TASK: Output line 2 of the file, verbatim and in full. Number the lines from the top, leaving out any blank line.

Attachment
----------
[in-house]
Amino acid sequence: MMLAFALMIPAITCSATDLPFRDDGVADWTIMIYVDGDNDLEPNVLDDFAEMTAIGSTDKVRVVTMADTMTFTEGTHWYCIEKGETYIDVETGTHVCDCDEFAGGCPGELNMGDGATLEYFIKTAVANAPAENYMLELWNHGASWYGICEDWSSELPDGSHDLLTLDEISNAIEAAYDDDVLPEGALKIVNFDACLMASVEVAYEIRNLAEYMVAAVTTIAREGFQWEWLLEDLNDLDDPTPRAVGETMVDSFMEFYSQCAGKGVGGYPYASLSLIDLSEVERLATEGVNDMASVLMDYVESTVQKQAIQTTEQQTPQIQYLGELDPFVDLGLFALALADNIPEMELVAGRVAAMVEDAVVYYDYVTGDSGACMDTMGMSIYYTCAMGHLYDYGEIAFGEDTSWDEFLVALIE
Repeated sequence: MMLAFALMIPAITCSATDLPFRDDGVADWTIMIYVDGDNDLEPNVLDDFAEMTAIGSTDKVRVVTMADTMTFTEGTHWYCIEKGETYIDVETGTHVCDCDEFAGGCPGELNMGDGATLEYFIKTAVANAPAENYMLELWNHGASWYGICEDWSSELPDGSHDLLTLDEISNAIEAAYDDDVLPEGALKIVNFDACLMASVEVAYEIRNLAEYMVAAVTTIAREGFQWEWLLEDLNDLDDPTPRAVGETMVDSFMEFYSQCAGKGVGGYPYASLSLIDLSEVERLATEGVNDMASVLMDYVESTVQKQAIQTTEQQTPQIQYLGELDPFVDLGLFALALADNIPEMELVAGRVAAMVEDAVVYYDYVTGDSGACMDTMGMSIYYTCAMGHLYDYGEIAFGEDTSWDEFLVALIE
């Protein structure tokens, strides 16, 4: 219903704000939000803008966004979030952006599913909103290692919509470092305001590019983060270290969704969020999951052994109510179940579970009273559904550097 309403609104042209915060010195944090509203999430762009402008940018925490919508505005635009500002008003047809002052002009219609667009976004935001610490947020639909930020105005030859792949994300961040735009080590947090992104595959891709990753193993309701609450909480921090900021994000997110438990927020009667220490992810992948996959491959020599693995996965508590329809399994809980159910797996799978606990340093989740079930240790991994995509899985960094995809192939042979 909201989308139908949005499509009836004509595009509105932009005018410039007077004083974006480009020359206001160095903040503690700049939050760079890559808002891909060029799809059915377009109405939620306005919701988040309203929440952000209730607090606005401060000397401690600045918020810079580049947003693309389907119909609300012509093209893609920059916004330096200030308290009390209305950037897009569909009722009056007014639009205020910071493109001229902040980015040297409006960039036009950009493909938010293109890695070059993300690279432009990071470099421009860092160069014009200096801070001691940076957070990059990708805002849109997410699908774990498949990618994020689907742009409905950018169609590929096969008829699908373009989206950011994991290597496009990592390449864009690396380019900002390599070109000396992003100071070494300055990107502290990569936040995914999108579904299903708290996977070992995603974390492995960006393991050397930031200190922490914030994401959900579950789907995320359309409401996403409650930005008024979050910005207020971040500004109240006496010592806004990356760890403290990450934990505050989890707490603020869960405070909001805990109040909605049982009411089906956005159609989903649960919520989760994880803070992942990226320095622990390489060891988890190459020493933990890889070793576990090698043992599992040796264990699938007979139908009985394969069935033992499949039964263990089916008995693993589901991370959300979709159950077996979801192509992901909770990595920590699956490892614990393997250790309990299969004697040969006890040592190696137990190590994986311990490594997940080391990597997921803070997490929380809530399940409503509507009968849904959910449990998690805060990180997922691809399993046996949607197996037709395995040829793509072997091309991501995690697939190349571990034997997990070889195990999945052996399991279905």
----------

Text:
Amino acid sequence: MMLAFALMIPAITCSATDLPFRDDGVADWTIMIYVDGDNDLEPNVLDDFAEMTAIGSTDKVRVVTMADTMTFTEGTHWYCIEKGETYIDVETGTHVCDCDEFAGGCPGELNMGDGATLEYFIKTAVANAPAENYMLELWNHGASWYGICEDWSSELPDGSHDLLTLDEISNAIEAAYDDDVLPEGALKIVNFDACLMASVEVAYEIRNLAEYMVAAVTTIAREGFQWEWLLEDLNDLDDPTPRAVGETMVDSFMEFYSQCAGKGVGGYPYASLSLIDLSEVERLATEGVNDMASVLMDYVESTVQKQAIQTTEQQTPQIQYLGELDPFVDLGLFALALADNIPEMELVAGRVAAMVEDAVVYYDYVTGDSGACMDTMGMSIYYTCAMGHLYDYGEIAFGEDTSWDEFLVALIE